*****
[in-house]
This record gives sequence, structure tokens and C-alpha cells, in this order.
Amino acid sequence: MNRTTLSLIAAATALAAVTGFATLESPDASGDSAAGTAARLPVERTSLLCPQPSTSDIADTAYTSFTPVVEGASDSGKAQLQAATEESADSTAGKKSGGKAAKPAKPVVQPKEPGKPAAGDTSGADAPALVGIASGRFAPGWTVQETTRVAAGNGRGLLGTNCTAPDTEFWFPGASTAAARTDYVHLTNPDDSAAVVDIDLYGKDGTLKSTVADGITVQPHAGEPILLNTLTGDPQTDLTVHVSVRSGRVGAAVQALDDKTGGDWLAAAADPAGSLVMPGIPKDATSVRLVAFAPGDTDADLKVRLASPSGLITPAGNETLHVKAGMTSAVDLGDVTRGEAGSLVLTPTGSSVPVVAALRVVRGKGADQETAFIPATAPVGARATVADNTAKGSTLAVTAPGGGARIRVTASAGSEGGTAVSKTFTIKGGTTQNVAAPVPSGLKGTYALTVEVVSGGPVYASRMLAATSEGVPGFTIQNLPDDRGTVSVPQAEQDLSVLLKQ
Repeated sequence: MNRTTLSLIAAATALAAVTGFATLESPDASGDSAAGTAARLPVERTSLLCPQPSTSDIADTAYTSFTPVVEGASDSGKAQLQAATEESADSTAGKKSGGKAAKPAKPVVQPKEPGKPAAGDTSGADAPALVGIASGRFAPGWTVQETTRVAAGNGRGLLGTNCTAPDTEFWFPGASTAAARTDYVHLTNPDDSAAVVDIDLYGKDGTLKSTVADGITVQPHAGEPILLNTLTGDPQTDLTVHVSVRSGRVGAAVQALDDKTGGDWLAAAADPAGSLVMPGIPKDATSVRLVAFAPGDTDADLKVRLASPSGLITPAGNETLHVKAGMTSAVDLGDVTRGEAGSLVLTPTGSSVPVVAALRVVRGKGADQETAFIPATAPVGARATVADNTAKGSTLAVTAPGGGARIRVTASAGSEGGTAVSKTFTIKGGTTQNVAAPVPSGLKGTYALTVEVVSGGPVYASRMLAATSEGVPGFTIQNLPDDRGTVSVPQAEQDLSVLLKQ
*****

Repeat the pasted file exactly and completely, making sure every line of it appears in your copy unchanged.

[in-house]
This record gives sequence, structure tokens and C-alpha cells, in this order.
Amino acid sequence: MNRTTLSLIAAATALAAVTGFATLESPDASGDSAAGTAARLPVERTSLLCPQPSTSDIADTAYTSFTPVVEGASDSGKAQLQAATEESADSTAGKKSGGKAAKPAKPVVQPKEPGKPAAGDTSGADAPALVGIASGRFAPGWTVQETTRVAAGNGRGLLGTNCTAPDTEFWFPGASTAAARTDYVHLTNPDDSAAVVDIDLYGKDGTLKSTVADGITVQPHAGEPILLNTLTGDPQTDLTVHVSVRSGRVGAAVQALDDKTGGDWLAAAADPAGSLVMPGIPKDATSVRLVAFAPGDTDADLKVRLASPSGLITPAGNETLHVKAGMTSAVDLGDVTRGEAGSLVLTPTGSSVPVVAALRVVRGKGADQETAFIPATAPVGARATVADNTAKGSTLAVTAPGGGARIRVTASAGSEGGTAVSKTFTIKGGTTQNVAAPVPSGLKGTYALTVEVVSGGPVYASRMLAATSEGVPGFTIQNLPDDRGTVSVPQAEQDLSVLLKQ
Repeated sequence: MNRTTLSLIAAATALAAVTGFATLESPDASGDSAAGTAARLPVERTSLLCPQPSTSDIADTAYTSFTPVVEGASDSGKAQLQAATEESADSTAGKKSGGKAAKPAKPVVQPKEPGKPAAGDTSGADAPALVGIASGRFAPGWTVQETTRVAAGNGRGLLGTNCTAPDTEFWFPGASTAAARTDYVHLTNPDDSAAVVDIDLYGKDGTLKSTVADGITVQPHAGEPILLNTLTGDPQTDLTVHVSVRSGRVGAAVQALDDKTGGDWLAAAADPAGSLVMPGIPKDATSVRLVAFAPGDTDADLKVRLASPSGLITPAGNETLHVKAGMTSAVDLGDVTRGEAGSLVLTPTGSSVPVVAALRVVRGKGADQETAFIPATAPVGARATVADNTAKGSTLAVTAPGGGARIRVTASAGSEGGTAVSKTFTIKGGTTQNVAAPVPSGLKGTYALTVEVVSGGPVYASRMLAATSEGVPGFTIQNLPDDRGTVSVPQAEQDLSVLLKQ